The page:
Cost of Debt

Cost of debt is the required rate of return on debt capital of a company. Where the debt is publicly-traded, cost of debt equals the yield to maturity of the debt. If market price of the debt is not available, cost of debt is estimated based on yield on other debts carrying the same bond rating.

The yield to maturity approach is useful where the market price of debt is available. Yield to maturity (YTM) equals the internal rate of return of the debt, i.e. it is the discount rate that causes the debt cash flows (i.e. coupon and principal payments) to equal the market price of the debt. Where the market price is not available, yield to maturity cannot be worked out but a relative approach can be used to estimate cost of debt. Under the relative approach, called the bond-rating approach, cost of debt equals the average yield to maturity of similar bonds, i.e. bonds carrying the same credit rating.

Cost of debt is an important input in calculation of the weighted average cost of capital. WACC equals the weighted average of cost of equity and after-tax cost of debt based on their relative proportions in the target capital structure of the company.


Under the yield to maturity approach, cost of debt is calculated by solving the following equation for r:

Cost of Debt Formula

There is no algebraic solution to the above equation, but we can employ the hit-and-trial method. We can also use Excel YIELD function. Please see the article on YIELD TO MATURITY to study alternative methods for solving for r.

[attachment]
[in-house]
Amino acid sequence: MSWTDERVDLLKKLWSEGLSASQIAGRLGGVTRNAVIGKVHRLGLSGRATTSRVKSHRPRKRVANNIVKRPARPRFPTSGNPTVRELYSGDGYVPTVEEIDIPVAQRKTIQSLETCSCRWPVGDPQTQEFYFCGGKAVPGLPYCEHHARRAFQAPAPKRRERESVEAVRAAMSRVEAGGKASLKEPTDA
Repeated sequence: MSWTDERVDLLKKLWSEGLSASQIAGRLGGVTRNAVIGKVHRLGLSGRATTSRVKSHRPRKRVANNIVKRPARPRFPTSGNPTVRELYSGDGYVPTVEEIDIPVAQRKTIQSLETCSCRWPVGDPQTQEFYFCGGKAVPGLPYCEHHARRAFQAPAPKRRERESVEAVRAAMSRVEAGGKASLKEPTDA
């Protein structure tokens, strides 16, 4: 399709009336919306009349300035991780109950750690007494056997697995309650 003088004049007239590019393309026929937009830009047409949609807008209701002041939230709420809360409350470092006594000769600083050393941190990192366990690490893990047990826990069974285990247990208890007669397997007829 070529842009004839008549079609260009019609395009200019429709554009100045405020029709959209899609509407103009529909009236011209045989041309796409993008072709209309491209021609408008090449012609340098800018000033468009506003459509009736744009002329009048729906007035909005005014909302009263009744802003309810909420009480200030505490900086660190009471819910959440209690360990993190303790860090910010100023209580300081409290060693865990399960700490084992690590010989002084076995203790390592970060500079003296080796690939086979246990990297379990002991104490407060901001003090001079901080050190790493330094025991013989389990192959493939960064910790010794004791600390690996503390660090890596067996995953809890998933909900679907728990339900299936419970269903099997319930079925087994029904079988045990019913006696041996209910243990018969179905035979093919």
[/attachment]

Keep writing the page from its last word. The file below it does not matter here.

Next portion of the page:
Cost of debt is then expressed as an annual percentage rate i.e. cost of debt is equal to number of payments per year times r. If c is for a semi-annual period, r is also for semi-annual period.

Apart from the yield to maturity approach and bond-rating approach, current yield and coupon rate (nominal yield) can also be used to estimate cost of debt but they are not the preferred methods.


Lockheed Martin Corporation has $900 million $1,000 per value bonds payable carrying semi-annual coupon rate of 4.25%. They are maturing on 15 November 2019. The bonds have a market value per bond of 112.5 as at 15 November 2012. If the tax rate is 35%, find the before tax and after-tax cost of debt.

Before tax cost of debt equals the yield to maturity on the bond. Yield to maturity is calculated using the IRR function on a mathematical calculator or MS Excel. Semiannual yield to maturity in this example is calculated by finding r in the following equation:

$1,125 = $21.25 ×1−(1+r)-2×7+1

r comes out to be 1.15%. Relevant annual before tax cost of debt is just the relevant APR which his 2.3% (2 × 1.15%)

Corresponding after tax cost of debt is 1.495% (2.3% × (1 − 35%)).

by Obaidullah Jan, ACA, CFA and last modified on is a free educational website; of students, by students, and for students. You are welcome to learn a range of topics from accounting, economics, finance and more. We hope you like the work that has been done, and if you have any suggestions, your feedback is highly valuable. Let's connect!

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